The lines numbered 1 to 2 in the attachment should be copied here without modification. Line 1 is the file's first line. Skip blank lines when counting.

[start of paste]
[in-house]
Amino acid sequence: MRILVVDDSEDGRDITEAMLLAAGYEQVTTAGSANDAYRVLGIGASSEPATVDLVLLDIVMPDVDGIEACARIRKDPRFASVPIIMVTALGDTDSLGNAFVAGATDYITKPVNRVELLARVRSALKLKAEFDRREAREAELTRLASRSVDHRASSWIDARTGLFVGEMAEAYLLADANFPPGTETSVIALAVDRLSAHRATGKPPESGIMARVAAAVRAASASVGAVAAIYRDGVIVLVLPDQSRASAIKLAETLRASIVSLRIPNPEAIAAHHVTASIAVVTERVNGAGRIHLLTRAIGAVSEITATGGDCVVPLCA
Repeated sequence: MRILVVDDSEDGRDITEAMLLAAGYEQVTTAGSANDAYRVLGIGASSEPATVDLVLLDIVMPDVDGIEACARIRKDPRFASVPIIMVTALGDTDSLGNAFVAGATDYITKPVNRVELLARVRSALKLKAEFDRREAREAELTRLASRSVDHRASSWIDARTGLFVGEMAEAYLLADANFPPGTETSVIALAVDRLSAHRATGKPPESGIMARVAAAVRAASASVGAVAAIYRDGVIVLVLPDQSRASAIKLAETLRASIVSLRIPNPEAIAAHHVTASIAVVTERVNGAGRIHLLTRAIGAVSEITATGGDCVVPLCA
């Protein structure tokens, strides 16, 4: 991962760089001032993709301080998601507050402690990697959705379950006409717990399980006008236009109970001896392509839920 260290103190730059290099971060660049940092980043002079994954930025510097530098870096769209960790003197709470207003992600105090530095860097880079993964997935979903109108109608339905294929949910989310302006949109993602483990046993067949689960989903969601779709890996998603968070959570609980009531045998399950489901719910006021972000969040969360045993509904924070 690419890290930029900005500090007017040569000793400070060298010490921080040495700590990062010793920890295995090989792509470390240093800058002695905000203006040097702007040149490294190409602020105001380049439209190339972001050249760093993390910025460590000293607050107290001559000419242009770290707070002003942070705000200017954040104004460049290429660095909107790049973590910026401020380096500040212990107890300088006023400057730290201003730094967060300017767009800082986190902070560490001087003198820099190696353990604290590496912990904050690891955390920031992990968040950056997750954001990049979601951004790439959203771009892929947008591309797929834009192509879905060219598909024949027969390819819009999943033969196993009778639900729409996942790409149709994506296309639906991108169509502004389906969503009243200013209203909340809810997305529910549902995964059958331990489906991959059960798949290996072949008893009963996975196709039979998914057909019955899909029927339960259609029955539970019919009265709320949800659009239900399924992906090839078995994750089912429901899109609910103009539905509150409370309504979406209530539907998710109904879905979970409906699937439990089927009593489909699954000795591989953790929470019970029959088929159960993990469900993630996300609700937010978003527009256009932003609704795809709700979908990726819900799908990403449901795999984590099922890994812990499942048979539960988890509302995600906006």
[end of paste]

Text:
[in-house]
Amino acid sequence: MRILVVDDSEDGRDITEAMLLAAGYEQVTTAGSANDAYRVLGIGASSEPATVDLVLLDIVMPDVDGIEACARIRKDPRFASVPIIMVTALGDTDSLGNAFVAGATDYITKPVNRVELLARVRSALKLKAEFDRREAREAELTRLASRSVDHRASSWIDARTGLFVGEMAEAYLLADANFPPGTETSVIALAVDRLSAHRATGKPPESGIMARVAAAVRAASASVGAVAAIYRDGVIVLVLPDQSRASAIKLAETLRASIVSLRIPNPEAIAAHHVTASIAVVTERVNGAGRIHLLTRAIGAVSEITATGGDCVVPLCA